• slot1: DIMM2
    • slot2: DIMM1
    • slot3: DIMM4
    • slot4: DIMM3

    or

    • slot1: DIMM3
    • slot2: DIMM4
    • slot3: DIMM1
    • slot4: DIMM2

    Then re-run the memory tests.

    The particular shuffling that can be done depends on how your system arranges the DIMM slots into banks. But the purpose is to ensure that the physical memory modules that previously were holding the operating system and software are moved so that they are free when the memory test runs. Conversely, it means that the physical modules that were previously free and passed the tests are now holding the operating system so that the untested modules can be tested.

    You should expect that a memory test will take several hours to run.
     
  7. Chris T thread starter macrumors newbie

    Joined:
    Jun 7, 2013
    #7
    Thanks. I'll try that.

    Here is the current situation on my System Profiler.
     

    Attached Files:

  8. Chris T thread starter macrumors newbie

    Joined:
    Jun 7, 2013
    #8
    Just looked at my System Profiler, and the ECC Error is now on an entierly different slot. The errors are constantly moving from one slot to another, with no apparent logic. Sometimes 1 or 2 errors. Sometimes none.

    The conclusion I've come to is that this RAM, which is all from one company, despite being bought in 2 batches (a couple years apart), is randomly giving me ECC Errors. Therefore, due to the unpredictability of these errors, I have to conclude that ALL the chips are "bad" - or at least causing ECC Errors.

    I don't assume this company will simply refund my money - just replace the chips. However they'll probably replace them with chips from the same or similar supplier, which implies I'll get similar ECC Errors in future.

    Do you think it's worth replacing all this RAM (from the same company), or should I just live with it? So far, there is no noticeable problem on my system (kernel crashes etc), so it might be something I could live with, assuming nothing bad goes wrong in the future that's memory-related... I guess my biggest fear would be that this "bad" memory cause bigger problems (e.g. in Motherboard / hard Drive) which could be really bad...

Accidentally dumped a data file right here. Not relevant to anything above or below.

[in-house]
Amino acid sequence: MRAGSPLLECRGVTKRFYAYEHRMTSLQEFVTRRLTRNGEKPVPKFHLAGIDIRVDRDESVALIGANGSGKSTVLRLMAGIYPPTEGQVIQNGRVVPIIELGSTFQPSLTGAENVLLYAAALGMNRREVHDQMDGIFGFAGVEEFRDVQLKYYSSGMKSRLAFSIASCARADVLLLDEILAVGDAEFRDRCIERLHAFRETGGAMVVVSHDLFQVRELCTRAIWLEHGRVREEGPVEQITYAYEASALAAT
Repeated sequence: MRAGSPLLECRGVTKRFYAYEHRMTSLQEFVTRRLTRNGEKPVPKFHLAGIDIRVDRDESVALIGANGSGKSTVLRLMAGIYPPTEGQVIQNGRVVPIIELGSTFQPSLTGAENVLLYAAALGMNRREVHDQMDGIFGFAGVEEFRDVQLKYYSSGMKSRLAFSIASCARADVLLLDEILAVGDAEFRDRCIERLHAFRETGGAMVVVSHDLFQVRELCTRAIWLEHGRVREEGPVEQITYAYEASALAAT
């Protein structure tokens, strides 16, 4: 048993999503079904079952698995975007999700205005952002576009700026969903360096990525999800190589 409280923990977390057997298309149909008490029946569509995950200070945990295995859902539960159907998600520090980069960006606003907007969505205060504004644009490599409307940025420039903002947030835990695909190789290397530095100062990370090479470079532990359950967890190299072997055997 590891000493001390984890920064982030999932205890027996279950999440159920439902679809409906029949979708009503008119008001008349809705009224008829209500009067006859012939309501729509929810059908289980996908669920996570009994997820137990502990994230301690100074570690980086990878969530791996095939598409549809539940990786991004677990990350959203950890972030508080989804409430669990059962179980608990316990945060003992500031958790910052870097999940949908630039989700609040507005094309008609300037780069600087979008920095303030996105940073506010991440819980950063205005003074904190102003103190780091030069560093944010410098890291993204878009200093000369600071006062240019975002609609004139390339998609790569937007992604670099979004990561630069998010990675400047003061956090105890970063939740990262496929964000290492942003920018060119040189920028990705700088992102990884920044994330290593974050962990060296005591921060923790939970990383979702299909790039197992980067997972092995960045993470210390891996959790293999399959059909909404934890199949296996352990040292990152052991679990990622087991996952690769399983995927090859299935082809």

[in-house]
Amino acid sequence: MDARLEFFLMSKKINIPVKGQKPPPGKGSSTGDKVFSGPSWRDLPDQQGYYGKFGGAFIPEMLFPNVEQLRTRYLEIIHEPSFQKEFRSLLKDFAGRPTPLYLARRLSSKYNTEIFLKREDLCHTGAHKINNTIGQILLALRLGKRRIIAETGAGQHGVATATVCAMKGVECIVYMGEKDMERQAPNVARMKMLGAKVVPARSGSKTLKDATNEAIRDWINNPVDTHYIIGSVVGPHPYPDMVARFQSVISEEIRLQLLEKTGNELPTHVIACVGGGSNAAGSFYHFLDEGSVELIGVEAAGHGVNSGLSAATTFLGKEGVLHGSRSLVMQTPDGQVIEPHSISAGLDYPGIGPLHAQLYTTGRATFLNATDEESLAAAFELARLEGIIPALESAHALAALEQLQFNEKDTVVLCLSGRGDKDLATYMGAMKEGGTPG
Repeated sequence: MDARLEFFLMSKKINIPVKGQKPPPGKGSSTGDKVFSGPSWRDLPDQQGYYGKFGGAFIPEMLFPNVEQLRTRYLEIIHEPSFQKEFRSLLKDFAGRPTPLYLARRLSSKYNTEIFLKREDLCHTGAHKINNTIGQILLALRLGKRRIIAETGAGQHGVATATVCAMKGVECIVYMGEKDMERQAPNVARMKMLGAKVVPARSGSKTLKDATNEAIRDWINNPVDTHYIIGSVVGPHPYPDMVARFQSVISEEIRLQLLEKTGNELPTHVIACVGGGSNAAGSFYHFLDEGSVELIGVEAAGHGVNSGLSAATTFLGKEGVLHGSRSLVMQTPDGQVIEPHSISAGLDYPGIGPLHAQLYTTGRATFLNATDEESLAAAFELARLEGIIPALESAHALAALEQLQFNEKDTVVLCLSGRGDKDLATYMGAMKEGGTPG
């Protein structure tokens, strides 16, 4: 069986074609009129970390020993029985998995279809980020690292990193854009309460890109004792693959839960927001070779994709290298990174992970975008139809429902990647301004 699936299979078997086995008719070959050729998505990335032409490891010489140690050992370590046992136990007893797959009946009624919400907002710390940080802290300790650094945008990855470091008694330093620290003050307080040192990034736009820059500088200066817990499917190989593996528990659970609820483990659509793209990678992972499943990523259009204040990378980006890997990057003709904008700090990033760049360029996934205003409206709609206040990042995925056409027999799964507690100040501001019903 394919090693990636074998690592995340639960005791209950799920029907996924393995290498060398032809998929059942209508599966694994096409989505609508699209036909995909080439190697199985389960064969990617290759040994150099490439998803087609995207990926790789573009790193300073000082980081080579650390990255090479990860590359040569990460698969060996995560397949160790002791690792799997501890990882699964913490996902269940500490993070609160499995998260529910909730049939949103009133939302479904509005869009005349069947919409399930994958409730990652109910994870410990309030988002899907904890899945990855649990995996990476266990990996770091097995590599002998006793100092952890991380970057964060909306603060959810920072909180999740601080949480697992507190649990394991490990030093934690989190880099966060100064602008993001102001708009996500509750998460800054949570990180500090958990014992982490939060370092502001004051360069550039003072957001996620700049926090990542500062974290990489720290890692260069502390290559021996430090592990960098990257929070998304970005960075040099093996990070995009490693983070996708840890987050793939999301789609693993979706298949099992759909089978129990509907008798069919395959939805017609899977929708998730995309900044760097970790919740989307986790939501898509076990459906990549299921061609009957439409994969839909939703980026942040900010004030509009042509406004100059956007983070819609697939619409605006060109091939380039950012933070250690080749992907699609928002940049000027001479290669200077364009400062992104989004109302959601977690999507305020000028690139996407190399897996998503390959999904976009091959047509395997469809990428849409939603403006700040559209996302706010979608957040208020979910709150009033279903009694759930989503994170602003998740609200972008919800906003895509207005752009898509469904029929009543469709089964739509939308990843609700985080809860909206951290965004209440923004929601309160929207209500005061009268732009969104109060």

Thoughts?...
     
  9. mrichmon macrumors 6502a

    Joined:
    Jun 17, 2003
    #9
    Well, this can be a motherboard issue but those typically show up as one or more slots that are consistently bad. So, for now you can ignore this possibility.

    From what I've followed it sounds like this problem has been observed after you purchased the new RAM. (Though possibly you were not testing RAM before the new RAM.)

    If you had at least a few months of using the computer without problems before installing the new RAM then the RAM is immediately suspect. I would remove the two new sticks and re-run the tests. If the system is good without the new RAM installed then you've identified the source of the problem.
     
  10. Chris T thread starter macrumors newbie

    Joined:
    Jun 7, 2013
    #10
    I'm now getting EEC errors on all 8 chips, though with no apparent pattern or logic.

    I'm pretty sure it's the RAM. Company has offererd to replace it for free, however I've a strong suspicion I'll just get more RAM with EEC errors (i.e. they'd use the same supplier(s).

    Do you think it's worth replacing all this RAM (from the same company), or should I just live with it? So far, there is no noticeable problem on my system (kernel crashes etc), so it might be something I could live with, assuming nothing bad goes wrong in the future that's memory-related... I guess my biggest fear would be that this "bad" memory cause bigger problems (e.g. in Motherboard / hard Drive) which could be really bad...

    Thoughts?...
     
  11. flowrider macrumors 601

    flowrider

    Joined:
    Nov 23, 2012
    #11
    ^^^^Sounds like you need to replace it. Make sure the new RAM is matched and all of the same speed. I've used my RAM supplier since 1986, and I've never got a bad stock or RAM in all that time. They are Mac Specialists and their RAM has a Lifetime Guarantee.

    http://www.datamemorysystems.com

    Lou